Contemporary Information Systems and Approaches in IT


When we talk about contemporary Information Systems, we no longer mean to discuss traditional IT strategies and there is a reason to it. Traditional IT applications have commonly focused on internal efficiencies and have therefore been evaluated using traditional ROI criteria. Traditional IS applications tends to focus more towards the revenue side of the business, where quantification is often more challenging. According to a survey only 20 percent of the applications studied have gone through traditional project review and screening processes. Strategic IS are either waiting for immediate approvals at higher levels and that even with minimal justification or to be buried in other parts of the budget.

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Example in project management where emphasis is given on the ability to build prototypes by using fourth generation software, packages permits ‘market settings’ before substantial assessments and taxes have been invested, thus allowing a multi-step justification process. For example, Hewlett-Packard pilot tested their ‘Sales Productivity System’ by giving portable computers to 5 percent of their field sales personnel.

The portables were loaded with various productivity tools, most of which were off-the-shelf software products adapted for HP application. By designing the test carefully, HP executives inexpensively demonstrated the productivity improvements possible through the use of portable computers. This way HP by using portable computers and test data, equipped its entire sales force with latest IS strategies in the form of portables which gained the sales force productivity, as a result HP received an interesting and unexpected benefit.

Customers aware of, and curious about, the HP pilot tests were anxious to learn of the results and some subsequently purchased the Sales Productivity System for their own sales force (Earl, 1998, p. 112). Packaged software and prototyping tools require relatively low fixed initial costs, making it possible to ‘market test’ a system before incurring the large variable costs associated with multiple sites or users.

Research conducted on IS developments in the financial services sector highlighted how the management of IT in organizations is fraught with difficulties, tensions, and contradictions. Drawing upon and developing that thesis, a central argument appears and provokes those strategies that minimize the tensions surrounding IT management by systematically relating to complex sets of power, managerial, and market relations.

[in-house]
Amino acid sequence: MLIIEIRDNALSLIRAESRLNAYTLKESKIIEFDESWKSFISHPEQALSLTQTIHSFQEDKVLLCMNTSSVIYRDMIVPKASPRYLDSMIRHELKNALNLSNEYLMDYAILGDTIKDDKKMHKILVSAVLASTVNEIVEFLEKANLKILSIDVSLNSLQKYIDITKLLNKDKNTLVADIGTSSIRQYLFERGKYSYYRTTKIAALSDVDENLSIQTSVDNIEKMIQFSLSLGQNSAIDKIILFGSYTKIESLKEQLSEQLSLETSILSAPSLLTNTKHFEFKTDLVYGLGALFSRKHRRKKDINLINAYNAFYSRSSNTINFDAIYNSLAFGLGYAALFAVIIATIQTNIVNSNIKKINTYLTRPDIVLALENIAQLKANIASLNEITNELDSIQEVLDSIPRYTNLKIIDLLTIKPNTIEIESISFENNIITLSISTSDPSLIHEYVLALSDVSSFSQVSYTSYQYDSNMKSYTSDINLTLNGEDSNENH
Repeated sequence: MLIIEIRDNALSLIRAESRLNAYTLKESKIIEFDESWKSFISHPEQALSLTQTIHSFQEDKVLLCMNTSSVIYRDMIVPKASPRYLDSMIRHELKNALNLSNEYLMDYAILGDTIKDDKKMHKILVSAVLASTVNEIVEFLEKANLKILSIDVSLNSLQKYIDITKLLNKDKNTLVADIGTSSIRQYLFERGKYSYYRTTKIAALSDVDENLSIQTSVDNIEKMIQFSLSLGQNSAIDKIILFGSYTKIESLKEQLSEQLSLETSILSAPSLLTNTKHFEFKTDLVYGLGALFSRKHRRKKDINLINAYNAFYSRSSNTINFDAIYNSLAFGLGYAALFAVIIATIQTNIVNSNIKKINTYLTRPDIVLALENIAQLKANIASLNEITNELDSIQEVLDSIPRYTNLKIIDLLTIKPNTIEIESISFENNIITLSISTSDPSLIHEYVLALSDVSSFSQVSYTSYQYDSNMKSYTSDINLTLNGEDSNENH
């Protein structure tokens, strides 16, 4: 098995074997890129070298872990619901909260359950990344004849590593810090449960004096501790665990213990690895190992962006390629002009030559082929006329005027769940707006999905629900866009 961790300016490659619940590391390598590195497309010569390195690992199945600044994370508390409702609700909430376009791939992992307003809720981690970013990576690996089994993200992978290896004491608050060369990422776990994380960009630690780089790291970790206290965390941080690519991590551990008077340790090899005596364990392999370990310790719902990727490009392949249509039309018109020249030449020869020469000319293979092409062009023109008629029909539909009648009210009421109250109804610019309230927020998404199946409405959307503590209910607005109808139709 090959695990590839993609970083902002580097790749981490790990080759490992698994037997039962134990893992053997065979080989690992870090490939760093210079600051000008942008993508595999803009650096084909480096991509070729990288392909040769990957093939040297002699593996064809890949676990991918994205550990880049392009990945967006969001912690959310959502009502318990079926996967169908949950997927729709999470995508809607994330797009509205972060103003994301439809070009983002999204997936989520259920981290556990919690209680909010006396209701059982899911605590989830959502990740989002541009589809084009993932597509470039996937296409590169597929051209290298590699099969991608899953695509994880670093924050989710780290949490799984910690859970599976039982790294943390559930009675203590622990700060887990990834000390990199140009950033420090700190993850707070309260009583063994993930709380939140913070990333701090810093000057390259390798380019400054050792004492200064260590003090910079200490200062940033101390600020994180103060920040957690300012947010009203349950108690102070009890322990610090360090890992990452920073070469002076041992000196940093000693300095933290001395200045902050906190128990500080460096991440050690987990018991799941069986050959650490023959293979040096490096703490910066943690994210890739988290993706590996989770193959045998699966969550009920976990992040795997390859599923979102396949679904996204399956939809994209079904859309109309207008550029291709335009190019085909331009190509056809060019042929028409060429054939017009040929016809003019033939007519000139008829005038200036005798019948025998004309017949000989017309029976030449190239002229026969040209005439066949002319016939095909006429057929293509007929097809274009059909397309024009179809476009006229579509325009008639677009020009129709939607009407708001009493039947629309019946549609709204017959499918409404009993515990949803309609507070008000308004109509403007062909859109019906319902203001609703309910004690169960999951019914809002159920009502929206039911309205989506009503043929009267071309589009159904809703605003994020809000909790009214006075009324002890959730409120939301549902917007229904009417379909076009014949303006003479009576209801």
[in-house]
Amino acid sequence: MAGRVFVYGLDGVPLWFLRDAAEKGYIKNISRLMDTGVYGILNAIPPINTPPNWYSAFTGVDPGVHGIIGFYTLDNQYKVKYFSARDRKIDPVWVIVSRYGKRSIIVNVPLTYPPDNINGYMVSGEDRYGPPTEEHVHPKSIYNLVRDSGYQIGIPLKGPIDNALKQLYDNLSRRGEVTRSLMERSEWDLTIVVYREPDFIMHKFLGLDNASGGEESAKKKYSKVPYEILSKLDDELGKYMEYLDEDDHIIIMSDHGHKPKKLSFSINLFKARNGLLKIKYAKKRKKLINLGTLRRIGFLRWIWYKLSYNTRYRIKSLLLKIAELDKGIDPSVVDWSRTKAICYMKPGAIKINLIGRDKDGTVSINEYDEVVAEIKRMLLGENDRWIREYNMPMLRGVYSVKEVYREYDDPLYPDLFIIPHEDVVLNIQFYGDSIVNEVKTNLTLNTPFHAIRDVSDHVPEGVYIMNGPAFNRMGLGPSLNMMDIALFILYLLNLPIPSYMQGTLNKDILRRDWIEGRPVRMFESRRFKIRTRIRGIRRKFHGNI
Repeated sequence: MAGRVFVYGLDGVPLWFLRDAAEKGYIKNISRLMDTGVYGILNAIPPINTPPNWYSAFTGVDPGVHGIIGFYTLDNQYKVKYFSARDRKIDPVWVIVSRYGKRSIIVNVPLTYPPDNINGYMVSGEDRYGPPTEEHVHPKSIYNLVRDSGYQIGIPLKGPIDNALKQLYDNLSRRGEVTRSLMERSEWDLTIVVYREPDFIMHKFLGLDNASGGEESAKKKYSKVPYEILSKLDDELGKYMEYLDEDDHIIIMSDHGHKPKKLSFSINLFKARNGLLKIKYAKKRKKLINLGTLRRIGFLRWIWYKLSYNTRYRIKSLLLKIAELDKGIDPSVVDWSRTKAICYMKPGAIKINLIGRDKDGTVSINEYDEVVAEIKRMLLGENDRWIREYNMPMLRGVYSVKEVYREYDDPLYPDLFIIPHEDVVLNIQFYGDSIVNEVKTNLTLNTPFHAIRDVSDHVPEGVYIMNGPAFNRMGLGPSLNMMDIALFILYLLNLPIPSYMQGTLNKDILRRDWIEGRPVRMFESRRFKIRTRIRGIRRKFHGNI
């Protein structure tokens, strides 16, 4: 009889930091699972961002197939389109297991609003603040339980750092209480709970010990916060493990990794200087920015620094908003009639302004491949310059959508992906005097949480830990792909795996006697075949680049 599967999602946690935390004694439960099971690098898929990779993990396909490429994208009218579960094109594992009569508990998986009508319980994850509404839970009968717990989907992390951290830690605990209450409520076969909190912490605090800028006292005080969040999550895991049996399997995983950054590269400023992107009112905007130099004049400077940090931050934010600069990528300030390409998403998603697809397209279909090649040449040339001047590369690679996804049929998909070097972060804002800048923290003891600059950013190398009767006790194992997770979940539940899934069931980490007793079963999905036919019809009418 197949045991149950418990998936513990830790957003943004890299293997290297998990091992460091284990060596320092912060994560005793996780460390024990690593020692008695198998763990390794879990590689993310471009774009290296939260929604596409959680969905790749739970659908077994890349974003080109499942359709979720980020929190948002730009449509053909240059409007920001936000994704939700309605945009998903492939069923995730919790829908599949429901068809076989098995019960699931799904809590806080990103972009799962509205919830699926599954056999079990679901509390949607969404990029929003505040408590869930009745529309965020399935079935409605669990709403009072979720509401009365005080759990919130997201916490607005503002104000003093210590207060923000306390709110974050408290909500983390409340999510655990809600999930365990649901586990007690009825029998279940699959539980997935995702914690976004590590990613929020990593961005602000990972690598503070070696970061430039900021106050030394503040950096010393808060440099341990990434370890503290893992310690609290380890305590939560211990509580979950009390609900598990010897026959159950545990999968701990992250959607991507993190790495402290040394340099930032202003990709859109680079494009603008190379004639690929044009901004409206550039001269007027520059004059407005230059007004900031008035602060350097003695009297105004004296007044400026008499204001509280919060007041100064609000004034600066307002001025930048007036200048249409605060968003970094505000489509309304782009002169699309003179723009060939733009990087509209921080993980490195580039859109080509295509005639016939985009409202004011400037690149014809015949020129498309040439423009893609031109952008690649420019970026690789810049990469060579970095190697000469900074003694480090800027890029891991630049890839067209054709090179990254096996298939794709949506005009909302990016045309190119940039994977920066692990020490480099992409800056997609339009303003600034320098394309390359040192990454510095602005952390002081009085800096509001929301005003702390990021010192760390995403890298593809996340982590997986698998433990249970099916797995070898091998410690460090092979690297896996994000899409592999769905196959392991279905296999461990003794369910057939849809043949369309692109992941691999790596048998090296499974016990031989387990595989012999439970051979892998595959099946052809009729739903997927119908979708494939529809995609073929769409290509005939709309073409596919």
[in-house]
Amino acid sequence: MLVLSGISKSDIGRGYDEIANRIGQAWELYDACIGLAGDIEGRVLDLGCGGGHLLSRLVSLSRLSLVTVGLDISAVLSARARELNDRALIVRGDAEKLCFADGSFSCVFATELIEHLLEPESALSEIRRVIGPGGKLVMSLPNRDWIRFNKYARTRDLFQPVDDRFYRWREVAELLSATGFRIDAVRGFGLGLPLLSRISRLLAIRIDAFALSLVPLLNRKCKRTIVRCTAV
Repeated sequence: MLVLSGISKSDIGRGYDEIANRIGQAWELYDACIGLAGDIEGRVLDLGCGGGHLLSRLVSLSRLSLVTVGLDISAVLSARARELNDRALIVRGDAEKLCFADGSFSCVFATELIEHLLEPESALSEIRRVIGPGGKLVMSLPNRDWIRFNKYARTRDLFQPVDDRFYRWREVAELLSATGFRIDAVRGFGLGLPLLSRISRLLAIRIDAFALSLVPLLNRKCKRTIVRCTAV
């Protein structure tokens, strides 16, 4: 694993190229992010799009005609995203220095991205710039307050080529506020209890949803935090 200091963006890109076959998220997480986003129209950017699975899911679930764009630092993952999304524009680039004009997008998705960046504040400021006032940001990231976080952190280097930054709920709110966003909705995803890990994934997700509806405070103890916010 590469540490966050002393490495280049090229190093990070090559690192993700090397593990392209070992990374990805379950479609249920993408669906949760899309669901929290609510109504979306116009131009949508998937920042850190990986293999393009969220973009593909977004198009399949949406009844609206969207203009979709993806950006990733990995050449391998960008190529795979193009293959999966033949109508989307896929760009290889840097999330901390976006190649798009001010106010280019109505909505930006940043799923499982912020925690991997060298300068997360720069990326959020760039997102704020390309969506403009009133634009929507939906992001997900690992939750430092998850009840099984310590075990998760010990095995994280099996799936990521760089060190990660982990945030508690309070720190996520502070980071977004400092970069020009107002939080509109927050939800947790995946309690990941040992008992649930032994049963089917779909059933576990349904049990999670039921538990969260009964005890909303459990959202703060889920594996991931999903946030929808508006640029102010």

The challenges cannot simply be reduced to their technical or administrative dimensions nor managed by purely technical or communication solutions, as much of the traditional literature suggests. It is not just a matter of awaiting further advancement of technical knowledge or the improvement in communications whereupon systems problems will, at a stroke, disappear (Bloomfield et al, 2000, p. 37).

This tendency to reduce problems to a technical-administrative dimension is illustrated in the rise of an ‘IT-strategy’ discourse and the identification of a ‘communication problem’ in systems development. First, with respect to strategy, the potential of IT applications in a multiplicity of spheres must be viewed as a factor in gaining competitive advantage in rapidly changing markets. In this case there is a need to analyse the changing consumer trends and emphasis should be given to external processes of understanding consumers’ needs in context with suppliers and competition.

There is a need to compensate the executive anxieties behind the high costs of IT investment as consultants have increasingly been imposing a concept of ‘IT strategy’ on their clients in the belief that coherent and long-term planning of IT investments is the only way to secure adequate returns on such capital expenditure.

If we analyze strategic IS in the light of those been relentless pressures that IT managers have gone through, we would feel that such pressures on IT departments and businesses have been generally aimed to cut costs and account for money spent, yet few organisations appear to be satisfied with their evaluation procedures. Very few IS in context with management and organizational policies evaluate IT investment consistently, either within IT or as between IT and other investments (Currie & Galliers, 1999, p. 205).

Here what differ the contemporary IS debate from the traditional one is the ‘value for money’ concern that has been a major issue for a number of years. Similarly ROI surrounds the themes that are the variety of evaluation methods available, how to select the best method to use in a given situation, the impact of evaluation on the IT decision-making process, and the increasingly important factor of project dynamics.

ROI is dependant upon what we call ‘Evaluation’ which in context with the IS projects refers to the ‘Hard benefits’ that are the quantifiable positive outcomes, typically cash savings from staff reduction. These are the measurable and quantifiable costs of the system’s hardware, however contemporary IS concerns about and include many measurable but overlooked costs such as training, restructuring, and the acquisition of employees, often with new skills.

Similarly ‘Soft benefits’ are inclusive of all job enrichment but it also includes those elements that are proved to be somehow the rationale of a strategic IS competitive advantage, this includes improved customer service, value for money and so on. In strategic IS risks are all about uncertain environment, whether internal or external, software project incorporates a particular uncertainty over the level of costs and benefits streams, or their time horizon.

Therefore in order to establish ROI, the organisation must evaluate a project at any of several stages in its development and implementation. This evaluation depends upon the decision which is taken to outsource the IT program or software. Outsourcing of strategic IT related parts of the core business is so prevalent and its impact on investments and projects uphold so significance that this stage must be seen as a pre-strategy stage of evaluation.